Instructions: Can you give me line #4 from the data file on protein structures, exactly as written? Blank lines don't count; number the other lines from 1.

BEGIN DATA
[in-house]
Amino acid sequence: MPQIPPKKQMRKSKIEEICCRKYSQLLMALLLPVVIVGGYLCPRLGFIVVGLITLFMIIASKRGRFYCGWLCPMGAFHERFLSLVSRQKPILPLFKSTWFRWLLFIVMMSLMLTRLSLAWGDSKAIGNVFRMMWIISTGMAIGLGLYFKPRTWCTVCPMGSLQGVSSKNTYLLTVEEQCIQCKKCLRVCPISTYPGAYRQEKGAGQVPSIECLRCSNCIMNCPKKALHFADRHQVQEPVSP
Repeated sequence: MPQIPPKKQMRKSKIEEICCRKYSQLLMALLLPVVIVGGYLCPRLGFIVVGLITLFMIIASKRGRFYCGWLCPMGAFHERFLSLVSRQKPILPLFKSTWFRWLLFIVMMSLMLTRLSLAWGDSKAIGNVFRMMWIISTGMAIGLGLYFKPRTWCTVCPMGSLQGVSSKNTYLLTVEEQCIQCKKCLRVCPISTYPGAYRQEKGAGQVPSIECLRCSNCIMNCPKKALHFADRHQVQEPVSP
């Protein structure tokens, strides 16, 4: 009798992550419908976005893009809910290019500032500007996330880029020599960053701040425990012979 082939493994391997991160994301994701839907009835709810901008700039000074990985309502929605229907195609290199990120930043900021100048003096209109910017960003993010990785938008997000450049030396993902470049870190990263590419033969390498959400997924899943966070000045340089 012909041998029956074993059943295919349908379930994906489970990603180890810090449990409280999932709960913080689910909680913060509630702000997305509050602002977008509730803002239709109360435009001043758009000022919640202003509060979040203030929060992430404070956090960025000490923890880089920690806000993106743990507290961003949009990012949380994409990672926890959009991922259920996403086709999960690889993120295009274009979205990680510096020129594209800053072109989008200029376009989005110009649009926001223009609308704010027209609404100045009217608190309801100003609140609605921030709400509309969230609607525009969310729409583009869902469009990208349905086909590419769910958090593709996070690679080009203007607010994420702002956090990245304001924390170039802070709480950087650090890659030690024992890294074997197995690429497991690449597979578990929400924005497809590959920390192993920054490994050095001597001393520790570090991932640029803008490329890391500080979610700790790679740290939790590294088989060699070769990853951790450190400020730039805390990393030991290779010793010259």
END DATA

């Protein structure tokens, strides 16, 4: 009798992550419908976005893009809910290019500032500007996330880029020599960053701040425990012979 082939493994391997991160994301994701839907009835709810901008700039000074990985309502929605229907195609290199990120930043900021100048003096209109910017960003993010990785938008997000450049030396993902470049870190990263590419033969390498959400997924899943966070000045340089 012909041998029956074993059943295919349908379930994906489970990603180890810090449990409280999932709960913080689910909680913060509630702000997305509050602002977008509730803002239709109360435009001043758009000022919640202003509060979040203030929060992430404070956090960025000490923890880089920690806000993106743990507290961003949009990012949380994409990672926890959009991922259920996403086709999960690889993120295009274009979205990680510096020129594209800053072109989008200029376009989005110009649009926001223009609308704010027209609404100045009217608190309801100003609140609605921030709400509309969230609607525009969310729409583009869902469009990208349905086909590419769910958090593709996070690679080009203007607010994420702002956090990245304001924390170039802070709480950087650090890659030690024992890294074997197995690429497991690449597979578990929400924005497809590959920390192993920054490994050095001597001393520790570090991932640029803008490329890391500080979610700790790679740290939790590294088989060699070769990853951790450190400020730039805390990393030991290779010793010259």